In London they say you are never far from a rat. In Paris you are almost certainly the same short distance from a rodent as you are from a pharmacy. And from any single pharmacy you can probably see two or three others, their large neon green crosses winking at you seductively from all angles.
French pharmacies sell prescription and non-prescription medicines along with herbs and homeopathy and a curious array of unproven products that would fit neatly into a charlatan's briefcase: pills to give you a tan, pills to make you slim, pills to rid you of cellulite, pills to cure baldness, miracle face creams, to name but a few. French pharmacies are usually arranged so you have to ask for what you want. You cannot pick a product off the shelf, as in Boots or Superdrug in Britain, you have to say: "I would like something to cure the boil on the back of my neck", or "I need something for the pain in my wherever." Of course you can guarantee as you ask this there are at least a dozen other people behind you in the pharmacy and the girl behind the counter goes: "Quoi?" so you have to raise your voice. In the end the whole street, because you can also guarantee all your neighbours are there too, is looking at the back of your neck or knows you are going home to stick something up your bottom because she has also waved a huge box of suppositories in the air as if she has just produced them from a hat and expects applause.
French people are generally on good terms with their local pharmacist. They are like the old family GP. You go tell them your symptoms and they recommend something. If it needs a prescription they will point you to the nearest doctor. Sometimes, if they know you and you are a good customer, they will give you the drug without a prescription on the basis that you will produce it later. I am on good terms with my local pharmacist, even though once when he should have given me a darning-size needle for an injection I had to give myself, he popped one the size of a crochet hook into the bag. When I returned in a panic he at first insisted it was the right size then said in any case he had no others so I had no choice.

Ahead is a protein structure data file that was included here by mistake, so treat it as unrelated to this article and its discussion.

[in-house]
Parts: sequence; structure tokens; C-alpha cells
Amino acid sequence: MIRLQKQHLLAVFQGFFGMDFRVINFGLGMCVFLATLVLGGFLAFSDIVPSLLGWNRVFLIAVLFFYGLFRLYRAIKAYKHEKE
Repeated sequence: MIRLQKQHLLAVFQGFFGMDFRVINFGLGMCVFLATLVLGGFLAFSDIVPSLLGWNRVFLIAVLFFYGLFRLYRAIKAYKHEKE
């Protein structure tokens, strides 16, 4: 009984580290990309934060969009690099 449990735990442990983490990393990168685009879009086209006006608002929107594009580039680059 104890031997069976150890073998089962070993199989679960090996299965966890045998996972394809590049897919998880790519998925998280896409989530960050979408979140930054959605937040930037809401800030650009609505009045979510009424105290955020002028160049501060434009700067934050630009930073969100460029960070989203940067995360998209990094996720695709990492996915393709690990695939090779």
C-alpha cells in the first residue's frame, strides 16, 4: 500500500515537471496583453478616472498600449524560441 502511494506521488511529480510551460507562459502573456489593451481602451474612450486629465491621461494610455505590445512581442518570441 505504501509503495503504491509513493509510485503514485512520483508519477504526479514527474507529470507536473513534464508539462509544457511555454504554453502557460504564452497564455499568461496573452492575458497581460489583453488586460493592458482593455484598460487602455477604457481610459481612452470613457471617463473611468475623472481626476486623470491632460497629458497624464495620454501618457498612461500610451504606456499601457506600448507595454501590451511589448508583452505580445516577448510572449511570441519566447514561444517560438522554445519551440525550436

Now French pharmacists are protesting because the government plans to let them stock common over-the-counter medicines in the shop as opposed to behind the counter. Note, there are no plans to allow supermarkets or petrol stations to sell cough medicine as they can in the UK, but just let the chemist shops put these and other products on their shelves. The change, which is pretty feeble by most people's reckoning, is considered radical by French pharmacists. It is aimed at opening certain everyday medicines up to competition to force prices down. In announcing the measure, France's health secretary actually used the words "a significant reduction in retail prices" - in French - prompting the pharmacists to take out full page ads in the national press. Apparently they are concerned the general public is far too stupid to know whether to self-medicate even paracetamol or ibuprofin or aspirin and as we will not know what to take, when or how much even though it is written the the box, they say the government's proposals are a threat to our health. I don't think we are that stupid. We know what it means when a group of people in the business of selling something starts being overly concerned about us, the buyer. It usually means they are more concerned about themselves.